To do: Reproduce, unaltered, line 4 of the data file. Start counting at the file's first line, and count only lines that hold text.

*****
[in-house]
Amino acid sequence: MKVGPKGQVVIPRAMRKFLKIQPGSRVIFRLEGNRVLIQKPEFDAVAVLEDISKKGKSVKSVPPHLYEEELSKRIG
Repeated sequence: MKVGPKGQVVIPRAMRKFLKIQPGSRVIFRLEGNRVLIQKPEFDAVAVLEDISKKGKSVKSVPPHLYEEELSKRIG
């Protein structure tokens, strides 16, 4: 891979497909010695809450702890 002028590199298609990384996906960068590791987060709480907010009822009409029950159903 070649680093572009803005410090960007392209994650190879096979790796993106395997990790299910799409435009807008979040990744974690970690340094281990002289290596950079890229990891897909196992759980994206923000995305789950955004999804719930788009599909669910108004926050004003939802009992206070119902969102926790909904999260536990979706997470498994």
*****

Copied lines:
């Protein structure tokens, strides 16, 4: 891979497909010695809450702890 002028590199298609990384996906960068590791987060709480907010009822009409029950159903 070649680093572009803005410090960007392209994650190879096979790796993106395997990790299910799409435009807008979040990744974690970690340094281990002289290596950079890229990891897909196992759980994206923000995305789950955004999804719930788009599909669910108004926050004003939802009992206070119902969102926790909904999260536990979706997470498994």